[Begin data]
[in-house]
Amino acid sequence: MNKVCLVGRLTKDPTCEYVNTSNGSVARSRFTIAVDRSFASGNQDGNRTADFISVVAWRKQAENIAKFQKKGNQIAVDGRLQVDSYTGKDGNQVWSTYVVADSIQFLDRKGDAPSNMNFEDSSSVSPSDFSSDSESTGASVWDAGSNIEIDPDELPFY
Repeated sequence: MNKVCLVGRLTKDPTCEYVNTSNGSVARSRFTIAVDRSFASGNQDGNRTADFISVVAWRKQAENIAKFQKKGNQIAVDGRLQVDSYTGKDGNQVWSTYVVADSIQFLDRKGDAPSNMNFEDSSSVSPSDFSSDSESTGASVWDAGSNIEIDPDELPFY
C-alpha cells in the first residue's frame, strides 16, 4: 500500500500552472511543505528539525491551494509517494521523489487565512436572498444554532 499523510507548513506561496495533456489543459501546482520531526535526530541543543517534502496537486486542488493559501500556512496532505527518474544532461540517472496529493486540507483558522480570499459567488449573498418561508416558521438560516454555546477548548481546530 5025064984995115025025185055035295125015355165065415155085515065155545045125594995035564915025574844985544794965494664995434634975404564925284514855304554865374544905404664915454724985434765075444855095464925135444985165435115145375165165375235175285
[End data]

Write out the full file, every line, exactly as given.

[in-house]
Amino acid sequence: MNKVCLVGRLTKDPTCEYVNTSNGSVARSRFTIAVDRSFASGNQDGNRTADFISVVAWRKQAENIAKFQKKGNQIAVDGRLQVDSYTGKDGNQVWSTYVVADSIQFLDRKGDAPSNMNFEDSSSVSPSDFSSDSESTGASVWDAGSNIEIDPDELPFY
Repeated sequence: MNKVCLVGRLTKDPTCEYVNTSNGSVARSRFTIAVDRSFASGNQDGNRTADFISVVAWRKQAENIAKFQKKGNQIAVDGRLQVDSYTGKDGNQVWSTYVVADSIQFLDRKGDAPSNMNFEDSSSVSPSDFSSDSESTGASVWDAGSNIEIDPDELPFY
C-alpha cells in the first residue's frame, strides 16, 4: 500500500500552472511543505528539525491551494509517494521523489487565512436572498444554532 499523510507548513506561496495533456489543459501546482520531526535526530541543543517534502496537486486542488493559501500556512496532505527518474544532461540517472496529493486540507483558522480570499459567488449573498418561508416558521438560516454555546477548548481546530 5025064984995115025025185055035295125015355165065415155085515065155545045125594995035564915025574844985544794965494664995434634975404564925284514855304554865374544905404664915454724985434765075444855095464925135444985165435115145375165165375235175285